In a speech earlier this year, Mr Ong remarked: "In a more competitive climate, they (employers) also want to be assured that their fresh hire is a young talent who can integrate well into their organisation, enjoys the nature of work and is passionate or deeply interested in the industry they are in."
SIT president Tan Thiam Soon said studying in the real-world setting is powerful, adding: "It ensures that the skills and knowledge you acquire are directly relevant to the job and industry you are in."
UniSIM has already launched the SkillsFuture Work-Study Degree programme in finance with Standard Chartered.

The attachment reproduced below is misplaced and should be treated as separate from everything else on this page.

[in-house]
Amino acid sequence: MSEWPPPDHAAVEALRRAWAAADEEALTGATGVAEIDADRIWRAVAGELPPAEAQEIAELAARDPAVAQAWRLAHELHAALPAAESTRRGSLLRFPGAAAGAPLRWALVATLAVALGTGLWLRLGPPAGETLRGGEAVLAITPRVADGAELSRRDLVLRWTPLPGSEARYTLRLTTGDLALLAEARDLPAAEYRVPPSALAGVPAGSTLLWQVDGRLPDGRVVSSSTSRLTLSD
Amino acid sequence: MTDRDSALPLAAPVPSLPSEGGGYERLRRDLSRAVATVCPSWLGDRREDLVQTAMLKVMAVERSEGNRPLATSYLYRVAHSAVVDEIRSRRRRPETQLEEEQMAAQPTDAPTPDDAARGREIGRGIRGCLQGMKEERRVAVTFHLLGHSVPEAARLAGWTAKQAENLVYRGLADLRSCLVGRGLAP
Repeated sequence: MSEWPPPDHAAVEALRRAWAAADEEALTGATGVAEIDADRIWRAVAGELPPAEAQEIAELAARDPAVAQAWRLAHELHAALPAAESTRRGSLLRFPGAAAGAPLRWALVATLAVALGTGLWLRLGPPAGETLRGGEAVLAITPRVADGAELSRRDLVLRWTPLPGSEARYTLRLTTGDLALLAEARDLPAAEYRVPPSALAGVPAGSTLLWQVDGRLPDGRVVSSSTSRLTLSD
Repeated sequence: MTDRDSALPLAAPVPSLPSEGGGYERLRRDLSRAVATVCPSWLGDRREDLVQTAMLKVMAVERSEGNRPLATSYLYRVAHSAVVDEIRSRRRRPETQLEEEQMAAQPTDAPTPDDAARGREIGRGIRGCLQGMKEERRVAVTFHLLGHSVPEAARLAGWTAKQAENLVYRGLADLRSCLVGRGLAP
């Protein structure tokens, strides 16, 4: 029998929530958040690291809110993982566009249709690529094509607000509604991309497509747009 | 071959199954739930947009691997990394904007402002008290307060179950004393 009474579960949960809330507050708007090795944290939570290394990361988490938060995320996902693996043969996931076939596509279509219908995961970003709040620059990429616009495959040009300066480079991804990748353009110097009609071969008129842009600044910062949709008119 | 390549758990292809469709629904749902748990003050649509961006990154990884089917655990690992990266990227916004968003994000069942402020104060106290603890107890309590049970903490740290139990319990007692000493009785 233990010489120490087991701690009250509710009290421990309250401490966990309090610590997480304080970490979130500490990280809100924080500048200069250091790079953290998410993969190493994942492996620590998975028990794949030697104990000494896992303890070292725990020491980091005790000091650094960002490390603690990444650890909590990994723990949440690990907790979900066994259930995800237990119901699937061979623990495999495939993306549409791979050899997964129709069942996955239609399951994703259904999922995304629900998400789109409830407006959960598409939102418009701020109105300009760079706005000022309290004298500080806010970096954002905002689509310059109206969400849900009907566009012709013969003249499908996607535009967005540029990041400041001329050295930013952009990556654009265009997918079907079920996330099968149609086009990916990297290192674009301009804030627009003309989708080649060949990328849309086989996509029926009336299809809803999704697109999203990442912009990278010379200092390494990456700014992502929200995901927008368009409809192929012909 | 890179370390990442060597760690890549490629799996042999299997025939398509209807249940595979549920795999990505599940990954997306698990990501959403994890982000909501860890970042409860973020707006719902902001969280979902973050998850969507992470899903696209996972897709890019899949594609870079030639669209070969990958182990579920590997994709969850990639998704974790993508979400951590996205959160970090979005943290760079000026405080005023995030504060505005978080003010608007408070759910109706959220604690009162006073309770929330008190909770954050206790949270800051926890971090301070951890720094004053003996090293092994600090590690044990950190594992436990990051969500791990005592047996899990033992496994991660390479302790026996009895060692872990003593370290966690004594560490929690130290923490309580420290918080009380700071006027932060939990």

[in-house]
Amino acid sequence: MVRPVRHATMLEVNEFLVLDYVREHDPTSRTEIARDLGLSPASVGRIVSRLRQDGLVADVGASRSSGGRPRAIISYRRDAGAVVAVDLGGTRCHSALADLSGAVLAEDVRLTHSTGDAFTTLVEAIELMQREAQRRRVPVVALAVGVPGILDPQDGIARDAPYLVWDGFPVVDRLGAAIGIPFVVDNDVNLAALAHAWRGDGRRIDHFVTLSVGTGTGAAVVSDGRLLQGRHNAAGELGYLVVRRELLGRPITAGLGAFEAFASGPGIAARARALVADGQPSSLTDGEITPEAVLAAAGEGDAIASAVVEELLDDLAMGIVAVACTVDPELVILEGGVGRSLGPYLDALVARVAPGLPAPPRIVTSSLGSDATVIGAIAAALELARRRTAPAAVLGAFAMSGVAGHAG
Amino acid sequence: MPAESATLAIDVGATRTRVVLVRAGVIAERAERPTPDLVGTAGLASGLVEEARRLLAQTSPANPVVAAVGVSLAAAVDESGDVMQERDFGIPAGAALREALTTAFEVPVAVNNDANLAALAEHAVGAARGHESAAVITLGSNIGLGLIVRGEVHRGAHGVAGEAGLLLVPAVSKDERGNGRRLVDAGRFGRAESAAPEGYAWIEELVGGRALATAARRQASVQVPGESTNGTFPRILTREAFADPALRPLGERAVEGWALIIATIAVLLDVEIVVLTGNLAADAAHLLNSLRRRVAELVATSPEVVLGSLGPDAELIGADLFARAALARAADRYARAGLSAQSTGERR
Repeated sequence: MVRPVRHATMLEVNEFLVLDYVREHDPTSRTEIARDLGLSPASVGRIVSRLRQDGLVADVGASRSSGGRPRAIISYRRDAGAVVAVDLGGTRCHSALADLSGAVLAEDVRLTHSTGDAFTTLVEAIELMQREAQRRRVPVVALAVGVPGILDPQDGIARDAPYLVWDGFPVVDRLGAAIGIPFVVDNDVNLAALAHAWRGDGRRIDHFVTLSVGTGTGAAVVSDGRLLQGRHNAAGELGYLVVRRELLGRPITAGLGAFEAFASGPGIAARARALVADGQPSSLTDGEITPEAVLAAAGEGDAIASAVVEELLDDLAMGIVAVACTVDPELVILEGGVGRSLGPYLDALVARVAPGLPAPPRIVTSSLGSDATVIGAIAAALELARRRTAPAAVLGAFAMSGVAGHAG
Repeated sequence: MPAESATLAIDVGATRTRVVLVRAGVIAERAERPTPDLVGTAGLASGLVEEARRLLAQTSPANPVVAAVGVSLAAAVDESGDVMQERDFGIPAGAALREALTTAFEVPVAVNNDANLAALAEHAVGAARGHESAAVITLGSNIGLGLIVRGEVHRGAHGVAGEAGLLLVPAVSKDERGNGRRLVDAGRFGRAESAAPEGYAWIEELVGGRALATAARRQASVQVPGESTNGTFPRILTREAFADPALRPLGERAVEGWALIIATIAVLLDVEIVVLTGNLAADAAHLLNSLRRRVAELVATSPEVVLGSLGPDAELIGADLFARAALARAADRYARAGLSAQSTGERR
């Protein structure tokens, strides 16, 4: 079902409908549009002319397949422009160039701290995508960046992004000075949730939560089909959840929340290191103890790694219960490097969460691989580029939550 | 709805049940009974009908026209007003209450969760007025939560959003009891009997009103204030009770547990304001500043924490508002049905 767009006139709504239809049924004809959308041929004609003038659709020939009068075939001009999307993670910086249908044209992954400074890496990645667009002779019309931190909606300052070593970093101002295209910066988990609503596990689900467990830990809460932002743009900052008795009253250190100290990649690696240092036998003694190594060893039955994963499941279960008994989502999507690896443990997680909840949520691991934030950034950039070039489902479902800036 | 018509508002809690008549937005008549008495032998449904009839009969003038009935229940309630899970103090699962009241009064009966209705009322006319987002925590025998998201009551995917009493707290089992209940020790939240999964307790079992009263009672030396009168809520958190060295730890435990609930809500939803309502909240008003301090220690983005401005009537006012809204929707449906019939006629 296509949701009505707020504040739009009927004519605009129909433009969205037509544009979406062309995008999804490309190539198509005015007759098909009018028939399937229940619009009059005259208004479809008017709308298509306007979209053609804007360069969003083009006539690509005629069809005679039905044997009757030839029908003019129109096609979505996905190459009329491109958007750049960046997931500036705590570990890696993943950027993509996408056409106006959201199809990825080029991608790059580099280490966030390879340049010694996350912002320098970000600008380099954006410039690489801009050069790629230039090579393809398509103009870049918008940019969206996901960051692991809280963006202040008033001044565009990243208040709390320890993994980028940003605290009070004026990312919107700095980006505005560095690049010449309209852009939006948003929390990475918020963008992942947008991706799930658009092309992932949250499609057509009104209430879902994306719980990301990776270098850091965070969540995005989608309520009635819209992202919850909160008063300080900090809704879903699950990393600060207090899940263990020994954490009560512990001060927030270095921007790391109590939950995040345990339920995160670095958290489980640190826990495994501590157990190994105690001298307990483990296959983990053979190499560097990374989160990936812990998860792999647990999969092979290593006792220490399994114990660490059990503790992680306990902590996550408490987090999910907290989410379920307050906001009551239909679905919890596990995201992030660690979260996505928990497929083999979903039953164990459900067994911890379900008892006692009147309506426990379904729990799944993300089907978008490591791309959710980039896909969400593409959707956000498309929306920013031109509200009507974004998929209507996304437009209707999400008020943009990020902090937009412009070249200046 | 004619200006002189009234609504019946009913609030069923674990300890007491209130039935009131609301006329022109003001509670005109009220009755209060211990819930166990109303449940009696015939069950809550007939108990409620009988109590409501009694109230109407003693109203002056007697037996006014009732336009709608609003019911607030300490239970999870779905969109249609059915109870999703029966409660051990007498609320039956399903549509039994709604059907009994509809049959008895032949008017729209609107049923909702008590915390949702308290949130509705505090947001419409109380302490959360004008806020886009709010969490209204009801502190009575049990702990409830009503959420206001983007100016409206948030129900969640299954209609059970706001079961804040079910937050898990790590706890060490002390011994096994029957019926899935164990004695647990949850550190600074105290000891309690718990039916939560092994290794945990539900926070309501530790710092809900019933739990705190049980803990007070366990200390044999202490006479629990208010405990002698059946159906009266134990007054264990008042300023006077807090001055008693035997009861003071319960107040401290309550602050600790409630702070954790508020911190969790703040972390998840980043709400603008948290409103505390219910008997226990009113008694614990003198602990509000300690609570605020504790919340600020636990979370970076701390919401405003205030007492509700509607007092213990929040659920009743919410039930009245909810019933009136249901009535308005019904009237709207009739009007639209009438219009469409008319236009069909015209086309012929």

UniSIM president Cheong Hee Kiat said: "Employers stand to benefit by having an early opportunity to recruit and groom talent."
Meanwhile, to nurture future talent in financial technology (fintech), global payment services giant Visa has partnered with the Singapore FinTech Association and five polytechnics to teach and mentor students from the learning institutions.
The initiative aims to build a steady pipeline of talent in the fintech space to cope with rising demand and provide a gateway for students to make their first foray into the industry.
Malaysia is also putting in place initiatives to ensure that class is not a restriction on future career opportunity.
Traditionally, the wealthiest children have attended private schools with the less wealthy receiving their education via the public school route.